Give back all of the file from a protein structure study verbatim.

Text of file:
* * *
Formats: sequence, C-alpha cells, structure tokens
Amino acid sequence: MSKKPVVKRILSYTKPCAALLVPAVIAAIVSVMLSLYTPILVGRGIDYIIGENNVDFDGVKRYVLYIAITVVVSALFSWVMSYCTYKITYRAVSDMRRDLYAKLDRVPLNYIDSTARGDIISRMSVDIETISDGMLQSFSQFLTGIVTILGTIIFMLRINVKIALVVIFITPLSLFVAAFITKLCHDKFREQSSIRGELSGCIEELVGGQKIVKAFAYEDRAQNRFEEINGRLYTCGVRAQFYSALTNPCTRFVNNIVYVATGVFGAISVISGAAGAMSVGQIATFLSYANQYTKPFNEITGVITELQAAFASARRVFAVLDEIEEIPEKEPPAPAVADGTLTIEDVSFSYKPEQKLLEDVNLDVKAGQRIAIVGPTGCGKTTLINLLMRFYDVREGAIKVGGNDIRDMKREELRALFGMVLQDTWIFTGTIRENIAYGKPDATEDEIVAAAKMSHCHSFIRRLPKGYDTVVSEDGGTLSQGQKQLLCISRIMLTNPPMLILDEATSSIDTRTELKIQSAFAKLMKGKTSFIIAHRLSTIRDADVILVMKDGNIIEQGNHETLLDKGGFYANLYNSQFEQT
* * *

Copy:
Formats: sequence, C-alpha cells, structure tokens
Amino acid sequence: MSKKPVVKRILSYTKPCAALLVPAVIAAIVSVMLSLYTPILVGRGIDYIIGENNVDFDGVKRYVLYIAITVVVSALFSWVMSYCTYKITYRAVSDMRRDLYAKLDRVPLNYIDSTARGDIISRMSVDIETISDGMLQSFSQFLTGIVTILGTIIFMLRINVKIALVVIFITPLSLFVAAFITKLCHDKFREQSSIRGELSGCIEELVGGQKIVKAFAYEDRAQNRFEEINGRLYTCGVRAQFYSALTNPCTRFVNNIVYVATGVFGAISVISGAAGAMSVGQIATFLSYANQYTKPFNEITGVITELQAAFASARRVFAVLDEIEEIPEKEPPAPAVADGTLTIEDVSFSYKPEQKLLEDVNLDVKAGQRIAIVGPTGCGKTTLINLLMRFYDVREGAIKVGGNDIRDMKREELRALFGMVLQDTWIFTGTIRENIAYGKPDATEDEIVAAAKMSHCHSFIRRLPKGYDTVVSEDGGTLSQGQKQLLCISRIMLTNPPMLILDEATSSIDTRTELKIQSAFAKLMKGKTSFIIAHRLSTIRDADVILVMKDGNIIEQGNHETLLDKGGFYANLYNSQFEQT